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Boeing Achieves First Submerged Unmanned Undersea Vehicle Recovery by a Submarine


ST. LOUIS.- The Boeing Company [NYSE: BA] has successfully demonstrated for the first time that an unmanned undersea vehicle (UUV) can be recovered by an underway submerged submarine, opening up new possibilities for advanced naval operations.

During recent tests, a U.S. Navy attack submarine launched the AN/BLQ-11 UUV from one of its torpedo tubes. The vehicle, formerly called the Long-term Mine Reconnaissance System (LMRS), then returned to the vessel, where the system’s robotic arm retrieved it into the submarine.

“With this recent success, Boeing has taken another important step in UUV development by demonstrating that the unmanned vehicle can return to the submarine and be recovered by a robotic arm,” said Dan Jones, director of Boeing Advanced Information Systems, a division of Boeing Space and Intelligence Systems. “This milestone represents a critical next step for the U.S. Navy and opens the door for a whole new set of advanced submarine missions.”

The at-sea UUV tests follow earlier assessments during which Boeing and the Navy proved that the UUV could successfully home and dock with the system’s robotic arm, while the submarine was underway.

This milestone was achieved with a U.S. Navy attack submarine on its first attempt and repeated two days later on the second attempt. The AN/BLQ-11 system demonstrated all of the elements required for a complete UUV launch and recovery evolution. The U.S. Navy then secured from testing after having met all test objectives in half the allotted time.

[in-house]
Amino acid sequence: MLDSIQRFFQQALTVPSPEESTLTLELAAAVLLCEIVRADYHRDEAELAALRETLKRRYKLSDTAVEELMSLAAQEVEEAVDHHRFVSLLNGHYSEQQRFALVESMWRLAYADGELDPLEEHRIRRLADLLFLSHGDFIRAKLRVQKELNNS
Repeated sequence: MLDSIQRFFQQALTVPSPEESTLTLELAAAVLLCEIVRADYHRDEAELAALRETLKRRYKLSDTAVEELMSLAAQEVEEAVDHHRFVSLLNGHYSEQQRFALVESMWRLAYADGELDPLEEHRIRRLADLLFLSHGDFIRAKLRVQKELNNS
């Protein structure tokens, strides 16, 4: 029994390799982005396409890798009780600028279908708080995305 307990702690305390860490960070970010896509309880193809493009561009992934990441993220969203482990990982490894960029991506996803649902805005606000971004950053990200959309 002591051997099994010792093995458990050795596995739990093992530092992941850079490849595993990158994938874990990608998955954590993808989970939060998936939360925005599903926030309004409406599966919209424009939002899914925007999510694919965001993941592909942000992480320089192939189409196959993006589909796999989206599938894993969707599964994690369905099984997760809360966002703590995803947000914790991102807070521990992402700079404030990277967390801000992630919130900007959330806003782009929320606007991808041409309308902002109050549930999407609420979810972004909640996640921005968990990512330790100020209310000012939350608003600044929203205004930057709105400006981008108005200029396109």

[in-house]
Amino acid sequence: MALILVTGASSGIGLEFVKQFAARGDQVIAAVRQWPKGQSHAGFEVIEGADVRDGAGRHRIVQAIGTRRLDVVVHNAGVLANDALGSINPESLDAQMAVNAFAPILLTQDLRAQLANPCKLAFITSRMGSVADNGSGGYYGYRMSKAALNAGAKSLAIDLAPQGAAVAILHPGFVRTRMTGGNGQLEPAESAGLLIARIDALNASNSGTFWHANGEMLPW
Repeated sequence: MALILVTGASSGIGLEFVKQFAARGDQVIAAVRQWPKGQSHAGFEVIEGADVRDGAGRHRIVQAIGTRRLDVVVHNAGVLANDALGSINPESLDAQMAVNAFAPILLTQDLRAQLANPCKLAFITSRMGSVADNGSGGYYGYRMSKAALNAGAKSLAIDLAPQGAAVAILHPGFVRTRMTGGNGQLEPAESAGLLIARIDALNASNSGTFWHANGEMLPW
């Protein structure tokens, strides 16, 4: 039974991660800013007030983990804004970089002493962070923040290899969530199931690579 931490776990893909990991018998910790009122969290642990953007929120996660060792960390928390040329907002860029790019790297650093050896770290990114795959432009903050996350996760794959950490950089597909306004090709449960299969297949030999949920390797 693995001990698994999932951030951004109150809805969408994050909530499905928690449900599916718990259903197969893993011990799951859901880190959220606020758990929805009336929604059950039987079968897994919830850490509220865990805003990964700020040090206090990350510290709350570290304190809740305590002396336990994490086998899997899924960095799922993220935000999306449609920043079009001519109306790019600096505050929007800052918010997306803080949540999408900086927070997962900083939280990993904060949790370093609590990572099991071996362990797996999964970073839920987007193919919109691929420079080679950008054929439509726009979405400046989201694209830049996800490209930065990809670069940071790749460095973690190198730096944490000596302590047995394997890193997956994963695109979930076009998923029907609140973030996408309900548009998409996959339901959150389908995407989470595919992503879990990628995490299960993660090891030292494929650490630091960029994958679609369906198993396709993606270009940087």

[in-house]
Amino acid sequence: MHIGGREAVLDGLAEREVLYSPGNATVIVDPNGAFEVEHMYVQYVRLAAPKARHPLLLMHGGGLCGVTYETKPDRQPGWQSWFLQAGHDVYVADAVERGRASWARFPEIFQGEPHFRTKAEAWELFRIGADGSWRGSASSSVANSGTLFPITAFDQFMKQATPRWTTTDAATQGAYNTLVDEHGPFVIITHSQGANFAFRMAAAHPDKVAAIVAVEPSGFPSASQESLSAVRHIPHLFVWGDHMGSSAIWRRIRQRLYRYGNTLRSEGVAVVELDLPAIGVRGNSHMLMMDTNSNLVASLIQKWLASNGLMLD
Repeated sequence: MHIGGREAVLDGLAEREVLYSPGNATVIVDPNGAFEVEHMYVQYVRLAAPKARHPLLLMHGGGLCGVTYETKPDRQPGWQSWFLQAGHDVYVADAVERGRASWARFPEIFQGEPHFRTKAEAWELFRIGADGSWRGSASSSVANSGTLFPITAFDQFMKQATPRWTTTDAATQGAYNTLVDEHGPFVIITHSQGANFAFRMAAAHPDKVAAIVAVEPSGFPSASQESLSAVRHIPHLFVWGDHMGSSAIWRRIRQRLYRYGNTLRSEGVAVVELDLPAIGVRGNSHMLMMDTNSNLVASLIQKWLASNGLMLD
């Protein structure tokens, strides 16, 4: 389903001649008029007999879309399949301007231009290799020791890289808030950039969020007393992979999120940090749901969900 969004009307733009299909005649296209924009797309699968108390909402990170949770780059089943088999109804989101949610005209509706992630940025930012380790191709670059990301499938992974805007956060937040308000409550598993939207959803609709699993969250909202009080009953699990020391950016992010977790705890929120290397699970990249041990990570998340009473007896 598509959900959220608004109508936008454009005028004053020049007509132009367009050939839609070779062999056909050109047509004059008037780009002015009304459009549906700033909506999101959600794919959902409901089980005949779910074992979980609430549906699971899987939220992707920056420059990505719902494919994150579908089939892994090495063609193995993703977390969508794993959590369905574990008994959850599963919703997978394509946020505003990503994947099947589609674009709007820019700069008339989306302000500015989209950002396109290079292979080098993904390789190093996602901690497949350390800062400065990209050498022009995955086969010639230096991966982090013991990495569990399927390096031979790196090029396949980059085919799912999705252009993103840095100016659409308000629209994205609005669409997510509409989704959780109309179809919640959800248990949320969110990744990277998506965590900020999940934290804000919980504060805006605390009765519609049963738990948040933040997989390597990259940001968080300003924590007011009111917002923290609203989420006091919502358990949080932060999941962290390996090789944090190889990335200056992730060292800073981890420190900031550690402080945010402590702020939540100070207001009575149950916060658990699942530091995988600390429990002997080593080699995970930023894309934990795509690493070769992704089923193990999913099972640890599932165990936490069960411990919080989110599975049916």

AN/BLQ-11 also performed several complex vehicle maneuvers during the tests, including station keeping and so-called “shadow submarine” during which the system operates underwater alongside the host submarine. Vehicle and system performance, deemed solid and predictable throughout the event, support the Navy’s decision to pursue 21-inch diameter submarine-deployed UUVs.

The U.S. Navy’s Unmanned Undersea Vehicle program office selected Boeing in 1999 to work on the LMRS program, today called the AN/BLQ-11 system. The AN/BLQ-11 is designed to launch from the host submarine’s torpedo tube to survey, detect and gather data on underwater threats such as mines that could pose significant risk to sailors. After completing its mission, the vehicle homes and docks with a robotic arm that extends from another of the host submarine’s torpedo tubes for recovery back through the launch tube. The system allows operators to retrieve data from the vehicle and prepare it for re-launch.


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